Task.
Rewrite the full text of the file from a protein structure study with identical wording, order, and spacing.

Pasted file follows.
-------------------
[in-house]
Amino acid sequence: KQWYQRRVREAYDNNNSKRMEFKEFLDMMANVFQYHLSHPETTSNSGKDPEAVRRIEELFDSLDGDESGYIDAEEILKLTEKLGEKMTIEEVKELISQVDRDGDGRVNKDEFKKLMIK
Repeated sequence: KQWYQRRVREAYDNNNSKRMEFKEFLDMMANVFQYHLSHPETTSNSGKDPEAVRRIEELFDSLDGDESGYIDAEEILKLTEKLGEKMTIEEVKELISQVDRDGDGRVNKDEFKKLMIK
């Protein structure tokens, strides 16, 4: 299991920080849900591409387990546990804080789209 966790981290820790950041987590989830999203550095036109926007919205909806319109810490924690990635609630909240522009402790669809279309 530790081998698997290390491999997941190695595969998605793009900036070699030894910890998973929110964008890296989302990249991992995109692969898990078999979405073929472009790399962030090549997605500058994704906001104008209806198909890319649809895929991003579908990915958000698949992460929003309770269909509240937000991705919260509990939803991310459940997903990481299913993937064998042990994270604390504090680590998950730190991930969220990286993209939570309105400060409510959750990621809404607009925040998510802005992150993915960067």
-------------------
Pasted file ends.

[in-house]
Amino acid sequence: KQWYQRRVREAYDNNNSKRMEFKEFLDMMANVFQYHLSHPETTSNSGKDPEAVRRIEELFDSLDGDESGYIDAEEILKLTEKLGEKMTIEEVKELISQVDRDGDGRVNKDEFKKLMIK
Repeated sequence: KQWYQRRVREAYDNNNSKRMEFKEFLDMMANVFQYHLSHPETTSNSGKDPEAVRRIEELFDSLDGDESGYIDAEEILKLTEKLGEKMTIEEVKELISQVDRDGDGRVNKDEFKKLMIK
């Protein structure tokens, strides 16, 4: 299991920080849900591409387990546990804080789209 966790981290820790950041987590989830999203550095036109926007919205909806319109810490924690990635609630909240522009402790669809279309 530790081998698997290390491999997941190695595969998605793009900036070699030894910890998973929110964008890296989302990249991992995109692969898990078999979405073929472009790399962030090549997605500058994704906001104008209806198909890319649809895929991003579908990915958000698949992460929003309770269909509240937000991705919260509990939803991310459940997903990481299913993937064998042990994270604390504090680590998950730190991930969220990286993209939570309105400060409510959750990621809404607009925040998510802005992150993915960067």